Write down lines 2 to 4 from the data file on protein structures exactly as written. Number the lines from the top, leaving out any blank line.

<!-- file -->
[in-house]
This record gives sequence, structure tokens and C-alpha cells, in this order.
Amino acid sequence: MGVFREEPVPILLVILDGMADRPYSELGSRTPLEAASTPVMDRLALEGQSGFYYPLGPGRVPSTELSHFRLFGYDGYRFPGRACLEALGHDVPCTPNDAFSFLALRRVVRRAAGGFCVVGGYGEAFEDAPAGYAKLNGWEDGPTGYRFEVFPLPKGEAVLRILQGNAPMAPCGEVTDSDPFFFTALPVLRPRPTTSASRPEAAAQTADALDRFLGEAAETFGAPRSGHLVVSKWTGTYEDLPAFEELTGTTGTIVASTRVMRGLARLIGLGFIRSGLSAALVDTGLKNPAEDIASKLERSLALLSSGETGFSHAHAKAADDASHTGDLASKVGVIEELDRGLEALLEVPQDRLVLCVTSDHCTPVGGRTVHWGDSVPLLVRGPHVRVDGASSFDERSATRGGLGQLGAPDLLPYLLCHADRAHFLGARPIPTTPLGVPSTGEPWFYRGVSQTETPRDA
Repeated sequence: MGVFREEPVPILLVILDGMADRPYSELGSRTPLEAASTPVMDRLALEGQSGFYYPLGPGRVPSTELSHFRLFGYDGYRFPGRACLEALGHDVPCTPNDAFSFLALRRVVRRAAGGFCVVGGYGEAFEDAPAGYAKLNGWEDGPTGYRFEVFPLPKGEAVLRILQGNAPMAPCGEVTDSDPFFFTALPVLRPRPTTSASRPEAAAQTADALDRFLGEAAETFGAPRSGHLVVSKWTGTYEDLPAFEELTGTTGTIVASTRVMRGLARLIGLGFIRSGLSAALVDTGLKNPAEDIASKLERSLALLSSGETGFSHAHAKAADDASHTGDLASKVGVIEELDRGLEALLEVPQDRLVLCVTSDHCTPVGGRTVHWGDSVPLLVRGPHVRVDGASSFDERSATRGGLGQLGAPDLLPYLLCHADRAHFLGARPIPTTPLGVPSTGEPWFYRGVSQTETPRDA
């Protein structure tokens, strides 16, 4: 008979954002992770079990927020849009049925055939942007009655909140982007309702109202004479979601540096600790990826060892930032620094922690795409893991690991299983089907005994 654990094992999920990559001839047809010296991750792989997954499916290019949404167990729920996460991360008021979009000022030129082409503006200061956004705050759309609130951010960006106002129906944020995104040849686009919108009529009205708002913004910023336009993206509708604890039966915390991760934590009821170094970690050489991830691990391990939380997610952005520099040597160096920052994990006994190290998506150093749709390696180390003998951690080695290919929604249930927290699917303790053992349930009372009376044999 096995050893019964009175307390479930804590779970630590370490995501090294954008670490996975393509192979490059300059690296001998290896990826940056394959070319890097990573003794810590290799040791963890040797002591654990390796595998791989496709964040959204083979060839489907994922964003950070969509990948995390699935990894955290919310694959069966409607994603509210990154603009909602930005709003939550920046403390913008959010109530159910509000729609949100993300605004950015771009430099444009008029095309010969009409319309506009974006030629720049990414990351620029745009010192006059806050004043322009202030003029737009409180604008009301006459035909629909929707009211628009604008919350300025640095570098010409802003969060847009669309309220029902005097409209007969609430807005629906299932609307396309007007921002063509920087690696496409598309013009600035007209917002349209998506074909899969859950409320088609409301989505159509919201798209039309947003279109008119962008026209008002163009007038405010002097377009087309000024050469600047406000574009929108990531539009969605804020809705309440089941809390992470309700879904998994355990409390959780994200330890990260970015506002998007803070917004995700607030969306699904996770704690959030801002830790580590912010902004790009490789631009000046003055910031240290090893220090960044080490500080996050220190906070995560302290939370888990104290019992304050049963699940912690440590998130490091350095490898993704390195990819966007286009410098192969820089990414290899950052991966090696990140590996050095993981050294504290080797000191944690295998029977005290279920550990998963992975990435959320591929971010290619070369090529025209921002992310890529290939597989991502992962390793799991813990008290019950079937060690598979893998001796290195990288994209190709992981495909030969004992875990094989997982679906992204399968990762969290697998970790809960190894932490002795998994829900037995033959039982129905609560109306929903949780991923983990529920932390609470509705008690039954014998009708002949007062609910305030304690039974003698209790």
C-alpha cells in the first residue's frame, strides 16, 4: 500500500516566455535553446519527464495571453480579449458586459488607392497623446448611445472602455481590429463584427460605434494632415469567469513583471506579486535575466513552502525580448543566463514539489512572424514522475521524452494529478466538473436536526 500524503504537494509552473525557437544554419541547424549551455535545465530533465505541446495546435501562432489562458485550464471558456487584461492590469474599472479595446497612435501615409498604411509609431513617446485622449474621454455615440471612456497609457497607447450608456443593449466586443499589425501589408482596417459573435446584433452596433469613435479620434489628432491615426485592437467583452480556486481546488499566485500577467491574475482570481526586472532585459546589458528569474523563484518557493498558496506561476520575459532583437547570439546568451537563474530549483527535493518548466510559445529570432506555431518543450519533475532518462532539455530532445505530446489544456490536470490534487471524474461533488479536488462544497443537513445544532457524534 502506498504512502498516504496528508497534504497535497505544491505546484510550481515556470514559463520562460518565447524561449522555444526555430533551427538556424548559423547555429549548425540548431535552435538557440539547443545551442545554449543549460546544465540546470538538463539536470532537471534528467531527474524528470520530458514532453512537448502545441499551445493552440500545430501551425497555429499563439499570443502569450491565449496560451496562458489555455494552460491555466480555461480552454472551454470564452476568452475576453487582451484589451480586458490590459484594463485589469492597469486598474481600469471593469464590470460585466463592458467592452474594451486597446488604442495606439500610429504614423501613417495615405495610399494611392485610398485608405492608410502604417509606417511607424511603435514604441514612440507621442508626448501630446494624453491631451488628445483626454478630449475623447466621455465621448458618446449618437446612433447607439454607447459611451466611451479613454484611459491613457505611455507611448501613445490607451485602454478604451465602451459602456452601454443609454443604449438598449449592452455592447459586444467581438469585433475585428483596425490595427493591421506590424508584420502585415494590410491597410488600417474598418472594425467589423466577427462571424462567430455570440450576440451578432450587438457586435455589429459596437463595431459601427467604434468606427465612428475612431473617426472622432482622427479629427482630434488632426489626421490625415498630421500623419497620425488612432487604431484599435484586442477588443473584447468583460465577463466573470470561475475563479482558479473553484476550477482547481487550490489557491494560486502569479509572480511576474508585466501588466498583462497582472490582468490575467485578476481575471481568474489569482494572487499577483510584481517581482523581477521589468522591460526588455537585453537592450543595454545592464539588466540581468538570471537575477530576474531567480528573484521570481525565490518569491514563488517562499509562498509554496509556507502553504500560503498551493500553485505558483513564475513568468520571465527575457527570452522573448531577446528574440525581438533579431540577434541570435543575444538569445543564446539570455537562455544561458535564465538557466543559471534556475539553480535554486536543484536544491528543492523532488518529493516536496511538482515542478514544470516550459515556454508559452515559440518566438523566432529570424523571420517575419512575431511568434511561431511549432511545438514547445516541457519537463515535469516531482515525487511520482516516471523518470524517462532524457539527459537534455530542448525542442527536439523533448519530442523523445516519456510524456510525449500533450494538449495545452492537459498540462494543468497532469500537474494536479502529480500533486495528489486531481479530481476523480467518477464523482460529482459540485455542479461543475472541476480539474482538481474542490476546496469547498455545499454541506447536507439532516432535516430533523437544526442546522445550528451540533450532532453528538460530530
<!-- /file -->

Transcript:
This record gives sequence, structure tokens and C-alpha cells, in this order.
Amino acid sequence: MGVFREEPVPILLVILDGMADRPYSELGSRTPLEAASTPVMDRLALEGQSGFYYPLGPGRVPSTELSHFRLFGYDGYRFPGRACLEALGHDVPCTPNDAFSFLALRRVVRRAAGGFCVVGGYGEAFEDAPAGYAKLNGWEDGPTGYRFEVFPLPKGEAVLRILQGNAPMAPCGEVTDSDPFFFTALPVLRPRPTTSASRPEAAAQTADALDRFLGEAAETFGAPRSGHLVVSKWTGTYEDLPAFEELTGTTGTIVASTRVMRGLARLIGLGFIRSGLSAALVDTGLKNPAEDIASKLERSLALLSSGETGFSHAHAKAADDASHTGDLASKVGVIEELDRGLEALLEVPQDRLVLCVTSDHCTPVGGRTVHWGDSVPLLVRGPHVRVDGASSFDERSATRGGLGQLGAPDLLPYLLCHADRAHFLGARPIPTTPLGVPSTGEPWFYRGVSQTETPRDA
Repeated sequence: MGVFREEPVPILLVILDGMADRPYSELGSRTPLEAASTPVMDRLALEGQSGFYYPLGPGRVPSTELSHFRLFGYDGYRFPGRACLEALGHDVPCTPNDAFSFLALRRVVRRAAGGFCVVGGYGEAFEDAPAGYAKLNGWEDGPTGYRFEVFPLPKGEAVLRILQGNAPMAPCGEVTDSDPFFFTALPVLRPRPTTSASRPEAAAQTADALDRFLGEAAETFGAPRSGHLVVSKWTGTYEDLPAFEELTGTTGTIVASTRVMRGLARLIGLGFIRSGLSAALVDTGLKNPAEDIASKLERSLALLSSGETGFSHAHAKAADDASHTGDLASKVGVIEELDRGLEALLEVPQDRLVLCVTSDHCTPVGGRTVHWGDSVPLLVRGPHVRVDGASSFDERSATRGGLGQLGAPDLLPYLLCHADRAHFLGARPIPTTPLGVPSTGEPWFYRGVSQTETPRDA